The Right Tool
Check out some of these weird tools. Maybe they’re only weird to me. Have any of you used these? Here’s my favourite, which is awesome, and it’s the Stanley #1 Odd Jobs. I absolutely love this guy’s description.
We’ve all used the wrong tool to try to accomplish a task. We are going to hang a picture and can’t find the hammer, so we grab a screwdriver and hope we can use the handle to knock the nail in. We need to turn a ¾” bolt but the only wrench we can find is metric and it’s pretty close, so we try it. Instead of gluing something properly we throw on some tape and hope for the best. But it never quite works, right? The nail is crooked, the bolt gets stripped, the tape doesn’t hold. That’s because we are using the tool to do something it wasn’t designed for.
When God creates a human being He always gives them a purpose. Most people don’t care about God’s intended purpose for their lives but spend their time trying to figure out their own idea – which sometimes gets them part way there but they never feel like they completely fit. But, when Jesus calls someone to Himself and they become His disciple, He doesn’t just save them from their sin and send them on their merry way, but sets within them a desire to live out their God-given purpose. They go from someone who was living for themselves, trying to make themselves happy, and confused about their reason for living, to a Kingdom follower who is now trying to discover why God put them on earth, what will honour Jesus, and how they can glorify God by doing obeying His will for their life.
Sure, we mess up, sin, go the wrong way, and need a lot of grace, but God is always forgiving, rebuking, training, correcting and helping us to find and live out our purpose. The Holy Spirit within us acts like a compass, steering us towards the right and away from the wrong, even giving us spiritual gifts that we didn’t have before in order follow God’s plan for us. And when we hit that groove and finally discover what we were built to do, there’s nothing like it. No matter how hard it is, or how much we have to endure, there is a supernatural power that comes upon us, a hope beyond ourselves, a greater, eternal mission, and a reason and meaning that’s bigger than us – because we are living out our purpose.
Please open up to 1 Corinthians 7:6-40. As I said a couple weeks ago, in 1st Corinthians we see that Paul was asked some important questions about what God wants from believers in regard to human sexuality and marital relationships. There were many in the church that wanted to follow God, but were being super-distracted by all the sin around them and the desires and temptations within them. They wondered if maybe they should just make a rule that all Christians everywhere should just give up on the whole marriage idea altogether because it was so corrupted and distracting, and just simply concentrate on following Jesus. Basically, they wondered if Christians should just become monks and nuns. We covered a lot of the answer last week, but we were left with a lot of other situations that weren’t covered like: What about single people who want to get married? What about the single people that don’t? What about people married to unbelievers? What about divorced people? Can they get remarried? Let’s read the rest of the passage together and we’ll draw out some application:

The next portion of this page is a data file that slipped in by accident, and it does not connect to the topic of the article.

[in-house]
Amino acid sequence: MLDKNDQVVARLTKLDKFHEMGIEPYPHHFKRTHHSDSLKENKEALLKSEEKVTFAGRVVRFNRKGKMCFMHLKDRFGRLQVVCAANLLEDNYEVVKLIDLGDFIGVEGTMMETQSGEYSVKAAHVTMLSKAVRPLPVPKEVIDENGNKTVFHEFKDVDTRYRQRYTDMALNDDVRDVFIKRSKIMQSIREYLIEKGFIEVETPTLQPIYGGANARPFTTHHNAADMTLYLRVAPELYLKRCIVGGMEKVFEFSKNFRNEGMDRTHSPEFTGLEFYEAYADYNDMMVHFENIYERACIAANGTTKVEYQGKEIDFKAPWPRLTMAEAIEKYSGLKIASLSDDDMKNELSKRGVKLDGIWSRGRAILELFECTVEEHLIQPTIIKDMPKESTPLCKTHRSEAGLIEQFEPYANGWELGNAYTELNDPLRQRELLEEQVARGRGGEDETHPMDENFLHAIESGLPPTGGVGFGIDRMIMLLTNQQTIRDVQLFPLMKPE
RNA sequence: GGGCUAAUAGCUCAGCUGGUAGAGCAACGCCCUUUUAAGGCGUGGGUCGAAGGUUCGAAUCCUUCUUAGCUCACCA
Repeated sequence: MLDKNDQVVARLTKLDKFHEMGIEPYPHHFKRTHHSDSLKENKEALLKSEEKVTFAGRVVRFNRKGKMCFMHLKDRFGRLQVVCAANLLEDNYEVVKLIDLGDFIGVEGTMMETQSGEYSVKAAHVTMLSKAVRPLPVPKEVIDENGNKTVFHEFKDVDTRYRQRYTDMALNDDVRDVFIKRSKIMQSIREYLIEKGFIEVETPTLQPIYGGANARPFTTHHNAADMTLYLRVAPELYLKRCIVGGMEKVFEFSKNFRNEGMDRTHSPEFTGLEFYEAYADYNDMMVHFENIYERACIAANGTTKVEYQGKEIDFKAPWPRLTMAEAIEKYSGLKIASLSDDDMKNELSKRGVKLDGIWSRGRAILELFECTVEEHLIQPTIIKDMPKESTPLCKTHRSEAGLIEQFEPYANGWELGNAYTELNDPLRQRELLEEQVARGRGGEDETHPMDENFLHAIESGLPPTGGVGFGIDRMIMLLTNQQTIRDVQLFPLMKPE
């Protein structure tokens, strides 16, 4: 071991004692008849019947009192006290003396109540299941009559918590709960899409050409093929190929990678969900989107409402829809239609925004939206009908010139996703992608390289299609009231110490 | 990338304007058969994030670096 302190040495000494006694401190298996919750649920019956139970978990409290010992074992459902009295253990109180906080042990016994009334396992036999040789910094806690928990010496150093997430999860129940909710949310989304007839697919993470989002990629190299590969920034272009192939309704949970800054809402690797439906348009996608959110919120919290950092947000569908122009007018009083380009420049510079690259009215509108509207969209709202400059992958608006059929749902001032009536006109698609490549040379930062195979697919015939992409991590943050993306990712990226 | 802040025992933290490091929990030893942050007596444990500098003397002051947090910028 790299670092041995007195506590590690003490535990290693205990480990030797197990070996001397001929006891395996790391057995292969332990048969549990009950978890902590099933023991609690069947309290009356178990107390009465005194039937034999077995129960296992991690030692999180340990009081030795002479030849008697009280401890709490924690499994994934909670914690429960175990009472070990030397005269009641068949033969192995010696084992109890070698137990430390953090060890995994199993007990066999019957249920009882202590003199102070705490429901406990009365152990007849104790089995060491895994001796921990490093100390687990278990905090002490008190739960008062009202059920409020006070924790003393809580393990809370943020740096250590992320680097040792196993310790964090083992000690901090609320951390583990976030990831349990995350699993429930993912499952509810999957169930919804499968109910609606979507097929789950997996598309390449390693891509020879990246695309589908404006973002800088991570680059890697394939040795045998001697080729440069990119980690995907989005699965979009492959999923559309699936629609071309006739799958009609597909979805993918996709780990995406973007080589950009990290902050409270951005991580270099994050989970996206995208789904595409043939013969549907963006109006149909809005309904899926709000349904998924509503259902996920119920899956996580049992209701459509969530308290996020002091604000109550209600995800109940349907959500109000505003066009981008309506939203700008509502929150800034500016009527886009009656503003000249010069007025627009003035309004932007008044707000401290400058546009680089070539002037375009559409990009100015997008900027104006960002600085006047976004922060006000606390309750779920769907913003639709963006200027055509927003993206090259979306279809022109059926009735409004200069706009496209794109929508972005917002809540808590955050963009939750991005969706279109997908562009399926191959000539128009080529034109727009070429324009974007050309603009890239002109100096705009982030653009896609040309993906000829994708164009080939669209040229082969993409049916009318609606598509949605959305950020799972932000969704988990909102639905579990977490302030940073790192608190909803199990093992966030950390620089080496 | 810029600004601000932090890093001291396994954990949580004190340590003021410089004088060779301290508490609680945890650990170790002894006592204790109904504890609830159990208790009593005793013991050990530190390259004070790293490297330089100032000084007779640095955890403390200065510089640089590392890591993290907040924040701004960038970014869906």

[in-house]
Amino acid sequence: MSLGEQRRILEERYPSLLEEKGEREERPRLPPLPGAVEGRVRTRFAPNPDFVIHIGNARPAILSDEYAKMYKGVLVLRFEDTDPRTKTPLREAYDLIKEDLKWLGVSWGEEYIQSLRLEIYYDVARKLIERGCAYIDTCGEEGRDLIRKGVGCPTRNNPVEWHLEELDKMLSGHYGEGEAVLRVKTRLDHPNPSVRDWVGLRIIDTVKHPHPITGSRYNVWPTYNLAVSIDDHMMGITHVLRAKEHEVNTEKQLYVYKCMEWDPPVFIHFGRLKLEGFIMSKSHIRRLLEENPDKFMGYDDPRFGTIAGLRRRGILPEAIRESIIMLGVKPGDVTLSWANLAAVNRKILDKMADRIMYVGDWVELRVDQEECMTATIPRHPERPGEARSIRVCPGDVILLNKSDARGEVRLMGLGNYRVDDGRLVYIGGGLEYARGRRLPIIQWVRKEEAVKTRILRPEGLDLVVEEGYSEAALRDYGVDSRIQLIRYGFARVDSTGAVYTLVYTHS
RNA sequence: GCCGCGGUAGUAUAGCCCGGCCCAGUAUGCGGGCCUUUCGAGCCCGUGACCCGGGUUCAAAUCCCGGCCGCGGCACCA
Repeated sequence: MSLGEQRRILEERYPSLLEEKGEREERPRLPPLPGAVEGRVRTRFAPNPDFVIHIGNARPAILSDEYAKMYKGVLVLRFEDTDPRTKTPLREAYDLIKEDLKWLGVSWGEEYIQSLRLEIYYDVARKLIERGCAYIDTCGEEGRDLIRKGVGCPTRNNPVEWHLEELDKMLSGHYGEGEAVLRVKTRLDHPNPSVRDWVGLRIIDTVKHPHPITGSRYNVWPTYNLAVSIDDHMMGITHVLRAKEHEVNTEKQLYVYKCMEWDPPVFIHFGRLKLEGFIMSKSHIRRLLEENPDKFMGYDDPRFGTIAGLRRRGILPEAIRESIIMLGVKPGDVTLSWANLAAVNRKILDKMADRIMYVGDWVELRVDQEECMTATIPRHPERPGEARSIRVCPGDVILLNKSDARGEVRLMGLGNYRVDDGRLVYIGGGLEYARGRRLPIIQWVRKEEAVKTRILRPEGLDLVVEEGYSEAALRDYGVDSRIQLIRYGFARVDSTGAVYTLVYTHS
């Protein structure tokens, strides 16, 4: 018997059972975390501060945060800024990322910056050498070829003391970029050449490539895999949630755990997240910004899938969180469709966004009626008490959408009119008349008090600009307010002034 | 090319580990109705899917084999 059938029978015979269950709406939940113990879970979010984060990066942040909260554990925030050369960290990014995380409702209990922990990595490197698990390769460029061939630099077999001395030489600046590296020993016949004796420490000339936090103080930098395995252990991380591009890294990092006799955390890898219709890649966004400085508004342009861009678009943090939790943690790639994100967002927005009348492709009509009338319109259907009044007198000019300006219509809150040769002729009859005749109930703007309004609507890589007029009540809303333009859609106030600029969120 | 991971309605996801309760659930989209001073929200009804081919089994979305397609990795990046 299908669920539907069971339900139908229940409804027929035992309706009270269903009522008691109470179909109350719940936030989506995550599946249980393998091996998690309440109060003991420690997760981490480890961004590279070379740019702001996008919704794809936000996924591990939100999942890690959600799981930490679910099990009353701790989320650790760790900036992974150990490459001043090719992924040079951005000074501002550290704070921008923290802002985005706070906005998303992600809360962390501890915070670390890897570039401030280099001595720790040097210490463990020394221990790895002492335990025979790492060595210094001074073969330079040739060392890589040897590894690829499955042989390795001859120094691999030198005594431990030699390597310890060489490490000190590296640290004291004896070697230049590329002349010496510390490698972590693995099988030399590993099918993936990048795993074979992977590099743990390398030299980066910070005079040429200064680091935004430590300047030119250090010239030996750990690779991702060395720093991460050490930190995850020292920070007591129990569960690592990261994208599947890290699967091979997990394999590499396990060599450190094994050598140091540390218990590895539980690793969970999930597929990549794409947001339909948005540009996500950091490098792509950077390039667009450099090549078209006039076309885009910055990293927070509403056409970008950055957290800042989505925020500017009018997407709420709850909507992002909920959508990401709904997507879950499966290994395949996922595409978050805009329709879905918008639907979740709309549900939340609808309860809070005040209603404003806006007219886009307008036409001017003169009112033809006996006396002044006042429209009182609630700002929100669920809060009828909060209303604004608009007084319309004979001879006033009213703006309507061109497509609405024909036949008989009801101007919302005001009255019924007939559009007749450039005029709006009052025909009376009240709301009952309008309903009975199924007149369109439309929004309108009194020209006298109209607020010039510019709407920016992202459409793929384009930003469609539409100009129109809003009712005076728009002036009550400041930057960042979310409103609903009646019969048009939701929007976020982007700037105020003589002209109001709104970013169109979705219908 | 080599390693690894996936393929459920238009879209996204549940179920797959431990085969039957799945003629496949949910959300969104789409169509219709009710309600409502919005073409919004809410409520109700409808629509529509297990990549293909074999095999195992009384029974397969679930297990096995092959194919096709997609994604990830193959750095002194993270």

“Now as a concession, not a command, I say this. I wish that all were as I myself am. But each has his own gift from God, one of one kind and one of another.
To the unmarried and the widows I say that it is good for them to remain single, as I am. But if they cannot exercise self-control, they should marry. For it is better to marry than to burn with passion.
To the married I give this charge (not I, but the Lord): the wife should not separate from her husband (but if she does, she should remain unmarried or else be reconciled to her husband), and the husband should not divorce his wife.
To the rest I say (I, not the Lord) that if any brother has a wife who is an unbeliever, and she consents to live with him, he should not divorce her. If any woman has a husband who is an unbeliever, and he consents to live with her, she should not divorce him. For the unbelieving husband is made holy because of his wife, and the unbelieving wife is made holy because of her husband. Otherwise your children would be unclean, but as it is, they are holy. But if the unbelieving partner separates, let it be so. In such cases the brother or sister is not enslaved. God has called you to peace. For how do you know, wife, whether you will save your husband? Or how do you know, husband, whether you will save your wife?
Only let each person lead the life that the Lord has assigned to him, and to which God has called him. This is my rule in all the churches. Was anyone at the time of his call already circumcised? Let him not seek to remove the marks of circumcision. Was anyone at the time of his call uncircumcised? Let him not seek circumcision. For neither circumcision counts for anything nor uncircumcision, but keeping the commandments of God. Each one should remain in the condition in which he was called. Were you a bondservant when called? Do not be concerned about it. (But if you can gain your freedom, avail yourself of the opportunity.) For he who was called in the Lord as a bondservant is a freedman of the Lord. Likewise he who was free when called is a bondservant of Christ. You were bought with a price; do not become bondservants of men. So, brothers, in whatever condition each was called, there let him remain with God.
Now concerning the betrothed [another word would be “virgin” or “unmarried”] , I have no command from the Lord, but I give my judgment as one who by the Lord’s mercy is trustworthy. I think that in view of the present distress it is good for a person to remain as he is. Are you bound to a wife? Do not seek to be free. Are you free from a wife? Do not seek a wife. But if you do marry, you have not sinned, and if a betrothed woman marries, she has not sinned. Yet those who marry will have worldly troubles, and I would spare you that. This is what I mean, brothers: the appointed time has grown very short. From now on, let those who have wives live as though they had none, and those who mourn as though they were not mourning, and those who rejoice as though they were not rejoicing, and those who buy as though they had no goods, and those who deal with the world as though they had no dealings with it. For the present form of this world is passing away.